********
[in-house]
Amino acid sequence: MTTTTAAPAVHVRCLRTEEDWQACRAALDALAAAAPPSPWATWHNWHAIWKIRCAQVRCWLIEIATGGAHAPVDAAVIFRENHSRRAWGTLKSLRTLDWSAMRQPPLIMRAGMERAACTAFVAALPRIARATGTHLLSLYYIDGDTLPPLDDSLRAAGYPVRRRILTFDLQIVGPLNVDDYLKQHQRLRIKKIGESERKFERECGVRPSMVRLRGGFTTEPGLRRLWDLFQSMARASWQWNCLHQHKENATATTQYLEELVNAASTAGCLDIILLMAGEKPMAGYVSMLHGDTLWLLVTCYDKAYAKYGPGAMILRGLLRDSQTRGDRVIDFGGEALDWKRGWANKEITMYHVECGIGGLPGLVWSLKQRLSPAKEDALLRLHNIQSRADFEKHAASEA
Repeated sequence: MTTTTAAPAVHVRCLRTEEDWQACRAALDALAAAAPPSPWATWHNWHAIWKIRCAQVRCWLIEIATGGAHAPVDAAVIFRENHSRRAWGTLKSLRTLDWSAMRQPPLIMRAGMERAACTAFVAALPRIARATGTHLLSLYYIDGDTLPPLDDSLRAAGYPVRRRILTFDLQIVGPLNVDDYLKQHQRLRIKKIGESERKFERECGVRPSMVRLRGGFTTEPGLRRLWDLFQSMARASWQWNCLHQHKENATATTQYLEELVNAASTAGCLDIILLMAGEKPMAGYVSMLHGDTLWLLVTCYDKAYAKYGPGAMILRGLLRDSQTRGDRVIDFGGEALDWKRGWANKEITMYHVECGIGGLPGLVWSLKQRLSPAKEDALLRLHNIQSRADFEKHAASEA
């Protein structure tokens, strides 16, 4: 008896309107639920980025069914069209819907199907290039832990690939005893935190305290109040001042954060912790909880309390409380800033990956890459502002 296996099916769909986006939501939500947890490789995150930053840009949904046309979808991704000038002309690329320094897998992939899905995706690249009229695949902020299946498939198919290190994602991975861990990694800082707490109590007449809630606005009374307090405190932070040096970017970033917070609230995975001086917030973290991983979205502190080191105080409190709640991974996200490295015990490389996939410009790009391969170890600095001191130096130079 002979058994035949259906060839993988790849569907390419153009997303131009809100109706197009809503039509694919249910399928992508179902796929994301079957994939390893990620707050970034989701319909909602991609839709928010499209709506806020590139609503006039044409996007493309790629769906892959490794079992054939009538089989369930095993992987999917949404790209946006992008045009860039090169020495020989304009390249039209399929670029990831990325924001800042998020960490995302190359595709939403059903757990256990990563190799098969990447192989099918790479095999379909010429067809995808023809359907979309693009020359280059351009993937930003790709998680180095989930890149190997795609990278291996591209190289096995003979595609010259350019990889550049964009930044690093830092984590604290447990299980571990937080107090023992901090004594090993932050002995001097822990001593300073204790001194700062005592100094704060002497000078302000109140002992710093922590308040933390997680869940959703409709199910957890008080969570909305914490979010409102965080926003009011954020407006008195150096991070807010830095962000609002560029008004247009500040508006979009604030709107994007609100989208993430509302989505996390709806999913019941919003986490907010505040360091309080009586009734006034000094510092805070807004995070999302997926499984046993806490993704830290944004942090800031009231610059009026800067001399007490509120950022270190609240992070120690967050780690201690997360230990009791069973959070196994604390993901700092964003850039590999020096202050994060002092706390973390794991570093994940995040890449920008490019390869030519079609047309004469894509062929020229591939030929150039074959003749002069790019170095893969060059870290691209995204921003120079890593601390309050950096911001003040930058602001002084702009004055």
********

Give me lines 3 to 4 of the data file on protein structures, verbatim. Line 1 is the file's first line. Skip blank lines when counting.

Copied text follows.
Repeated sequence: MTTTTAAPAVHVRCLRTEEDWQACRAALDALAAAAPPSPWATWHNWHAIWKIRCAQVRCWLIEIATGGAHAPVDAAVIFRENHSRRAWGTLKSLRTLDWSAMRQPPLIMRAGMERAACTAFVAALPRIARATGTHLLSLYYIDGDTLPPLDDSLRAAGYPVRRRILTFDLQIVGPLNVDDYLKQHQRLRIKKIGESERKFERECGVRPSMVRLRGGFTTEPGLRRLWDLFQSMARASWQWNCLHQHKENATATTQYLEELVNAASTAGCLDIILLMAGEKPMAGYVSMLHGDTLWLLVTCYDKAYAKYGPGAMILRGLLRDSQTRGDRVIDFGGEALDWKRGWANKEITMYHVECGIGGLPGLVWSLKQRLSPAKEDALLRLHNIQSRADFEKHAASEA
């Protein structure tokens, strides 16, 4: 008896309107639920980025069914069209819907199907290039832990690939005893935190305290109040001042954060912790909880309390409380800033990956890459502002 296996099916769909986006939501939500947890490789995150930053840009949904046309979808991704000038002309690329320094897998992939899905995706690249009229695949902020299946498939198919290190994602991975861990990694800082707490109590007449809630606005009374307090405190932070040096970017970033917070609230995975001086917030973290991983979205502190080191105080409190709640991974996200490295015990490389996939410009790009391969170890600095001191130096130079 002979058994035949259906060839993988790849569907390419153009997303131009809100109706197009809503039509694919249910399928992508179902796929994301079957994939390893990620707050970034989701319909909602991609839709928010499209709506806020590139609503006039044409996007493309790629769906892959490794079992054939009538089989369930095993992987999917949404790209946006992008045009860039090169020495020989304009390249039209399929670029990831990325924001800042998020960490995302190359595709939403059903757990256990990563190799098969990447192989099918790479095999379909010429067809995808023809359907979309693009020359280059351009993937930003790709998680180095989930890149190997795609990278291996591209190289096995003979595609010259350019990889550049964009930044690093830092984590604290447990299980571990937080107090023992901090004594090993932050002995001097822990001593300073204790001194700062005592100094704060002497000078302000109140002992710093922590308040933390997680869940959703409709199910957890008080969570909305914490979010409102965080926003009011954020407006008195150096991070807010830095962000609002560029008004247009500040508006979009604030709107994007609100989208993430509302989505996390709806999913019941919003986490907010505040360091309080009586009734006034000094510092805070807004995070999302997926499984046993806490993704830290944004942090800031009231610059009026800067001399007490509120950022270190609240992070120690967050780690201690997360230990009791069973959070196994604390993901700092964003850039590999020096202050994060002092706390973390794991570093994940995040890449920008490019390869030519079609047309004469894509062929020229591939030929150039074959003749002069790019170095893969060059870290691209995204921003120079890593601390309050950096911001003040930058602001002084702009004055």